FOXBORO, Mass. — The Patriots have had their fair share of quality tight ends come through New England in the past several years, but they haven’t seemed to jump on the bandwagon of turning basketball players into pass-catchers.
Antonio Gates, Jimmy Graham and Julius Thomas have famously made the transition from playing basketball to tight end. A player the Patriots are preparing to play this week did the same — Jordan Cameron.
Cameron started his collegiate career as a BYU basketball player before taking up football with USC. Belichick seemed to give an obvious answer for why basketball players make good receivers — their hands — but when he dove deeper, saying that basketball players are used to accepting short passes, it began to make more sense.
“I think the biggest thing that I’ve seen with basketball players through the years is their hands,” Belichick said. “Those guys have to have good hands. They obviously handle the ball a lot and it’s on them quickly. They’re cutting and it’s a short pass and a lot of times it comes at good speed or bounce passes and trying to get it around the defender. They have to be able to react to the ball very quickly. It’s a lot different than football, seeing the ball travel however many yards to you. If you’re coming out of a cut, it’s still not like in basketball where the passes are, a lot of times, very short, very tight and you have to reach out and extend and get the ball away from the defender, like you do in football situations. Rebounding the ball, it’s not about — you can’t let it come into your body. You have to go up and aggressively take it. I would just say in general that basketball players, and certainly basketball players that have come into football that I’ve coached or I’ve observed, one pretty common thing is their hands and their ability to handle the ball aggressively, cleanly and it gets on them quickly but it doesn’t seem to affect them like it does other players sometimes where the ball is on them and they can’t quite find it and adjust to it. Those guys seem like they’re used to it. They’ve done it their whole lives and they’re used to it.”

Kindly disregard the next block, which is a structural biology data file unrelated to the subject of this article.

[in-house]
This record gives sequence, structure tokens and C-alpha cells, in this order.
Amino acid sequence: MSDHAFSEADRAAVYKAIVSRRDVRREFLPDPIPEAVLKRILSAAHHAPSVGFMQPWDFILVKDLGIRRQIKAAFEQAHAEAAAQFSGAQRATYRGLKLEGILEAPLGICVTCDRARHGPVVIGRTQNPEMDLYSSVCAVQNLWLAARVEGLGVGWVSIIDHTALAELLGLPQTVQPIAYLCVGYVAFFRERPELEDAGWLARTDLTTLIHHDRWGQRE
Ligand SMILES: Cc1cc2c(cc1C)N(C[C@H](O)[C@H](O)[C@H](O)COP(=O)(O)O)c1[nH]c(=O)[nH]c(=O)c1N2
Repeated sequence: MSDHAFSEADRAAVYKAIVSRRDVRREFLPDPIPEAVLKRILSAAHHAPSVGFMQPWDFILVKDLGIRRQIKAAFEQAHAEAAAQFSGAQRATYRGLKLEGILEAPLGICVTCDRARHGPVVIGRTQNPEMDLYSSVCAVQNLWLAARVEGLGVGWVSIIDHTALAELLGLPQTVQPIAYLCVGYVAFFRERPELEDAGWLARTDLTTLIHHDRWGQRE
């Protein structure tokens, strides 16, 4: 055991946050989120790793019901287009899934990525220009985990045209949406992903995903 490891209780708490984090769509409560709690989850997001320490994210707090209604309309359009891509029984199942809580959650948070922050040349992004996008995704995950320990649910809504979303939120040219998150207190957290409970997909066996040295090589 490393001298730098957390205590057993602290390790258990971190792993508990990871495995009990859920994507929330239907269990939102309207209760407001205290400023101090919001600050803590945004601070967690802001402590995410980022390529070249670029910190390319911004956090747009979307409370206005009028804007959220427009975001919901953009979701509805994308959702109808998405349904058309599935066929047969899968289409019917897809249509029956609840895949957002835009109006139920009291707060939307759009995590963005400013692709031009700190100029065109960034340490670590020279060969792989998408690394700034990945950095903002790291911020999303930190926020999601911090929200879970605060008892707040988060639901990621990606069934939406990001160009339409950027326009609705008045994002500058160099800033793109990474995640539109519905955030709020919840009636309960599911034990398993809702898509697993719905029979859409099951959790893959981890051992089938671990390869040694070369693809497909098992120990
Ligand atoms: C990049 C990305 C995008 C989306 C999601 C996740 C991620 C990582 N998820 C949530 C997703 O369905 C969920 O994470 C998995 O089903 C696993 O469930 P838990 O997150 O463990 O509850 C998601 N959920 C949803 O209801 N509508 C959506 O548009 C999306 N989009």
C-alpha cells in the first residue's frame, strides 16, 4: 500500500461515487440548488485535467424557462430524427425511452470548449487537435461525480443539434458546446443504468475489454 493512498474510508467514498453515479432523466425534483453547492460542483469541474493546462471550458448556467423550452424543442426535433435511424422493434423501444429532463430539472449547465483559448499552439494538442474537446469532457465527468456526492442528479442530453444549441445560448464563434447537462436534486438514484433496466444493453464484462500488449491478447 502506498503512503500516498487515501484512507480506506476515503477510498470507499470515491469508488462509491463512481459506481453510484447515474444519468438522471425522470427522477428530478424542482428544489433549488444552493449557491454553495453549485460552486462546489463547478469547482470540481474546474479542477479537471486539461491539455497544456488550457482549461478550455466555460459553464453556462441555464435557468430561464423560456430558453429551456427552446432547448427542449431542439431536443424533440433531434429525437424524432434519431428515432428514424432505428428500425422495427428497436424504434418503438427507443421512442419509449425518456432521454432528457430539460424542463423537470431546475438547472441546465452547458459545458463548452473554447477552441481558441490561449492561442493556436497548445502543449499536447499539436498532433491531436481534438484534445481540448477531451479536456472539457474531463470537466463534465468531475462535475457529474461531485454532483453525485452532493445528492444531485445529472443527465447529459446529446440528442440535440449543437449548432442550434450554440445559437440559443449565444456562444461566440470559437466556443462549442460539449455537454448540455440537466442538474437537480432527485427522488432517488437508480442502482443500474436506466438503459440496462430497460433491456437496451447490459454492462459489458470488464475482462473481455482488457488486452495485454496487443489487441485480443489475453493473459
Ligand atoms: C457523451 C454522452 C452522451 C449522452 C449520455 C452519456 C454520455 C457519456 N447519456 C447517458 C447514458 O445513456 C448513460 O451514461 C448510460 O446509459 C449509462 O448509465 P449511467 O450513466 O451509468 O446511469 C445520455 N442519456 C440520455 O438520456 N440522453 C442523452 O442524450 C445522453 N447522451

Obviously the ball is shaped differently, but a basketball player can’t let the ball hit him in the chest when he’s bringing in a pass. A basketball player isn’t always expecting the ball to come to them, either. So they have to be quick on their feet while bringing in the ball.
There are some disadvantages to going from basketball to football, though. Belichick said that since the court is so much smaller than a football field, basketball players tend to be quicker but slower than football players. Belichick said legendary basketball coach Bob Knight tried to get him to sign some former players and transition them to the gridiron. It’s not always that easy, though.
“We’ve seen those guys through the years — guys with football backgrounds than end up playing basketball. I’d say I’ve had many conversations with [former Head] Coach Knight about that when he was at Indiana. I would say that the big thing for most basketball players is, in general, they’re quicker than they are fast. When you get out there and time a lot of those guys in the 40-yard dash, they’re slow. They might look fast on a basketball court, but we have such a much bigger field that vertical speed, especially for those positions — there aren’t many linemen playing basketball so you’re talking about skills guys, receivers and DBs, those type of positions, that most of them don’t have the speed that we, at our level, they don’t have the speed to play. They have quickness and a lot of times they have exceptional quickness but when it just comes to straight, flat-out speed, I’d say that’s where a lot of times, in the scouting part of it, the deficiencies come up. You go see a basketball player and say, ‘This guy has great hands. This guy has great quickness. This guy is strong, he’s competitive.’ Then you go out and time him and he runs 4.75-4.8 and you’re like, ‘What are you going to do with him?’ What corner in this league is — they have to be able to run faster than that or if they’re receivers, they have to able to run faster than that. I’ve seen that several times. Like I said, I’ve been in a couple of those situations with Coach Knight at Indiana, like ‘Hey, I want you to take a look at this kid, this guy he’s this, he’s that.’ And he was, but then you go out and put a watch on him and he’s just not fast enough to play at this level. It’s generalities but that’s my general experience with it.”
Patriots receiver Aaron Dobson was highly recruited out of high school to play basketball but chose to play football at Marshall instead. Tight end Matthew Mulligan played basketball at Division III Husson University (then Husson College) before transferring to Maine to play football.
Photo via Facebook/Cleveland Browns from B/R